EU ETS recognises that energy intensive EU industrial operations cannot remain competitive if competitors outside the area don’t face the same carbon costs. Accordingly, EU ETS provides that, to avoid carbon leakage, mills should be granted free allocations at a level set by the most efficient sites. However, the agreed number of allowances available for free allocation has been slashed to ensure Member States can continue to sell a large number of allowances to raise revenue. In the UK, the effect of this reduction (or cross sector reduction factor) has resulted in mills receiving around 100,000 fewer allowances than it was agreed they need, with the shortfall increasing each year. Some progress has been made with the delivery by the UK Government of the EU ETS compensation scheme.

This scheme compensates for a proportion of the increased cost of electricity resulting from EU ETS, but this only offsets some of the additional cost due to the limited number of installations eligible for the scheme and State Aid rules limiting the amount of compensation.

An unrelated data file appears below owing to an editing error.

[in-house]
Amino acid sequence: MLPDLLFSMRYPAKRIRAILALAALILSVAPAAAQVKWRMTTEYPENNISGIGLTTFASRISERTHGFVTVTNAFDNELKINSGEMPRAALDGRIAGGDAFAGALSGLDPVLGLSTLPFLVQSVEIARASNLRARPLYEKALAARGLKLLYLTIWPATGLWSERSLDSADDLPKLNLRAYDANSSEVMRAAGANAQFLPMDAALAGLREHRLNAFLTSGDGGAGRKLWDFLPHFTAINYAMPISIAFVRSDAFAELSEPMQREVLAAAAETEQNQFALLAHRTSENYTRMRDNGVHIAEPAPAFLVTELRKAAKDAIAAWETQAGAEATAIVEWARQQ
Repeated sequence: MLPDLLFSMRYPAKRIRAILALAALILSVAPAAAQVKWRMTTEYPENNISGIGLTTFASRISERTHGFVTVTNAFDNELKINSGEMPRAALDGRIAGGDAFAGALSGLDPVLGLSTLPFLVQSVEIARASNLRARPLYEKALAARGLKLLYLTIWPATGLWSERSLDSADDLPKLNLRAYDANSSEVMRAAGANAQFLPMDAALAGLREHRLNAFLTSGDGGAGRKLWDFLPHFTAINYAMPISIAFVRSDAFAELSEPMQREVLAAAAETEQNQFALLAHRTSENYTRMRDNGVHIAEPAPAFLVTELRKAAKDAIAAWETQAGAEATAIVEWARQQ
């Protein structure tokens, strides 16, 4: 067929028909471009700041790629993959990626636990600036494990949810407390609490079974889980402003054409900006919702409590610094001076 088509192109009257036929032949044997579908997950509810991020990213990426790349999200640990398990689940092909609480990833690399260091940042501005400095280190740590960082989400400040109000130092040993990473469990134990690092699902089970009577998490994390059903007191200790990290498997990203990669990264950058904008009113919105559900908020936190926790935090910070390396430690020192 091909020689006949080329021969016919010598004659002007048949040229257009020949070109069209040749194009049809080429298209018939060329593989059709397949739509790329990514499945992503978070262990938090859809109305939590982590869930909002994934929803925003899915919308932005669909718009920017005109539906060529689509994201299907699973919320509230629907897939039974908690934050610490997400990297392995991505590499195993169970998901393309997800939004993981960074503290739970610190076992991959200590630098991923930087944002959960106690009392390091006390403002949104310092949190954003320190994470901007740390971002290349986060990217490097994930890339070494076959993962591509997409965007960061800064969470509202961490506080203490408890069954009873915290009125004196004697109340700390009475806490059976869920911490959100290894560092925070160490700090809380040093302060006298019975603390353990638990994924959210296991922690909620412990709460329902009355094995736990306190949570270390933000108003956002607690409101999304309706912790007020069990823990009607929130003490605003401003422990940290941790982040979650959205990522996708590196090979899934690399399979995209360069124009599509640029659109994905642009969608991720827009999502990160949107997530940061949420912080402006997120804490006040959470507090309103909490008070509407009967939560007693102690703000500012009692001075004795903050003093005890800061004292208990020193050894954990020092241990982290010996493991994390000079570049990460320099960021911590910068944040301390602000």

CPI Director General, David Workman, commented: “The continued decline in UK papermaking means that two thirds of paper used in the UK is made elsewhere, with associated carbon not being counted in headline figures concerning UK emissions. If the 2050 targets are not to be met by de-industrialisation, then the Government needs to take every opportunity to support industry. The first thing it should do is ensure energy-intensive and tradeexposed industry receives, and continues to receive each year, a full allocation of free allowances set at the level of the best performers in each sector.”


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EU land and forestry policy can help Europe be more ambitious on climate, new Fern study claims